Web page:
Catherine Deneuve as Gaby, her other daughter, the victim's wife
Dominique Lamure as Marcel, the victim
Virginie Ledoyen as Suzon, the victim's eldest daughter
Ludivine Sagnier as Catherine, the victim's youngest daughter
Fanny Ardant as Pierrette, the victim's sister
Emmanuelle Béart as Louise, the new chambermaid
Firmine Richard as Madame Chanel, the cook

 

 

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The titles (in the US) of the best French films, sorted by title


  Title Year
Genre
Director
8 Women2001
Music, Comedy, Crime, Mystery
François Ozon
A Heart in Winter1992
Romance, Drama, Music
Claude Sautet
Beauty and The Beast1946
Fantasy Drama, Romance
Jean Cocteau
Belle de Jour1967
Erotic Drama
Luis Buñuel
Betty Blue1986
Romace, Drama
Jean-Jacques Beineix
Birds Of A Feather1978
Comedy
Edouard Molinaro
Bitter Moon1992
Sado-masochistic Erotic Drama
Roman Polanski
Breathless1960
Drama, Romance
Jean-Luc Godard
Children of Paradise1945
Drama, Romance
Marcel Carne
10 Cyrano de Bergerac1990
Romance, Drama
Jean-Paul Rappeneau
11 Delicatessen1991
Sci-Fi Comedy
Marc Caro & Jean-Pierre Jeunet
12 Diva1981
Action Thriller, Drama
Jean-Jacques Beineix
13 French Twist1995
Comedy
Josiane Balasko
14 Hidden2005
Drama
Michael Haneke
15 Hiroshima, Mon Amour1959
Romance, Drama
Alain Resnais
16 Jean de Florette1986
Drama, Modernised Greek Tragedy
Claude Berri
17 Jesus of Montreal1989
Drama
Denys Arcand
18 Jules et Jim1961
Romance, Drama
François Truffaut
19 La Controverse de Valladolid1992
History (16thC), Drama
Jean-Daniel Verhaeghe
20 La Femme Nikita1990
Crime, Thriller, Romance, Drama
Luc Besson
21 Manon of the Spring1986
Drama, Romance, modernised Greek Tragedy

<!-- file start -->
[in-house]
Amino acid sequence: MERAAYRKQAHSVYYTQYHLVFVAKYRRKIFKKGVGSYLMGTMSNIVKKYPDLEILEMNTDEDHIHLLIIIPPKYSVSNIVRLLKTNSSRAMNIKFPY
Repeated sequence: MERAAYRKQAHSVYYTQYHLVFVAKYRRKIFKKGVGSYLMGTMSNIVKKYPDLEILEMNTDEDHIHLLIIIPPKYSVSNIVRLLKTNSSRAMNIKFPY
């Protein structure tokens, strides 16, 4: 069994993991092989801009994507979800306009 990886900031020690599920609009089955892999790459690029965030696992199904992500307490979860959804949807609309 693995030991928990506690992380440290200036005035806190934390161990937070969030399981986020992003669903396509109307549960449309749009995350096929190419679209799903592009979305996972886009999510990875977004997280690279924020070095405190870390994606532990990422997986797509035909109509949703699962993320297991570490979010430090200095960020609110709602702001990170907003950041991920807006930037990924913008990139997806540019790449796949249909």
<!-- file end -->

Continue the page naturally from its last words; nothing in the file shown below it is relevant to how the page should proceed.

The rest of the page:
Claude Berri
22 Monsieur Hire1989
Crime Thriller, Romance, Drama
Patrice Leconte
23 My Life in Pink1997
Comedy Drama
Alain Berliner
24 One Swallow Brought Spring2001
Comedy, Romance, Drama
Christian Carion
25 Queen Margot1994
History (16thC) Drama, Biography, History, Romance
Patrice Chéreau
26 Ridicule1996
History (18thC) Drama
Patrice Leconte
27 Swimming Pool2003
Psychological Thriller, Mystery Drama
François Ozon
28 The 400 Blows1959
Crime Drama
François Truffaut
29 The Big Blue1988
Drama, Romance
Luc Besson
30 The City of Lost Children1995
Adventure, Comedy, Drama, Fantasy, Sci-Fi
Jean-Pierre Jeunet and Marc Caro
31 The Closet2001
Comedy Drama
Francis Veber
32 The Discrete Charm of the Bougoisie1972
Surreal Black Comedy, Drama, Fantasy
Luis Buñuel
33 The Dominici Affair1973
Crime Drama Mystery
Claude Bernard-Aubert
34 The Double Life of Veronique1991
Music, Fantasy, Romance, Psychological Drama
Krzysztof Kieslowski
35 The Fabulous Destiny of Amelie Poulain2001
Comedy, Romance, Drama
Jean-Pierre Jeunet
36 The Girl On The Bridge1999
Comedy, Romance, Fantasy, Drama
Patrice Leconte
37 The Hate1995
Crime, Drama
Mathieu Kassovitz
38 The Last Metro1980
Romance, History (WW2) Drama
François Truffaut
39 The Piano Teacher2001
Drama, Music
Michael Haneke
40 The Reader1988
Mildly Erotic Comedy Fantasy
Michel Deville
41 The Return of Martin Guerre1982
History (16thC) Drama, Biography, Crime, Mystery,
Daniel Vigne
42 The Visitors1993
Fantasy, Comedy
Jean-Marie Poiré
43 Three Colors: Blue1993
Drama, Music, Mystery, Romance
Krzysztof Kieslowski
44 Three Colors: Red1994
Drama, Mystery, Romance
Krzysztof Kieslowski
45 Three Colors: White1994
Comedy, Drama, Mystery, Romance
Krzysztof Kieslowski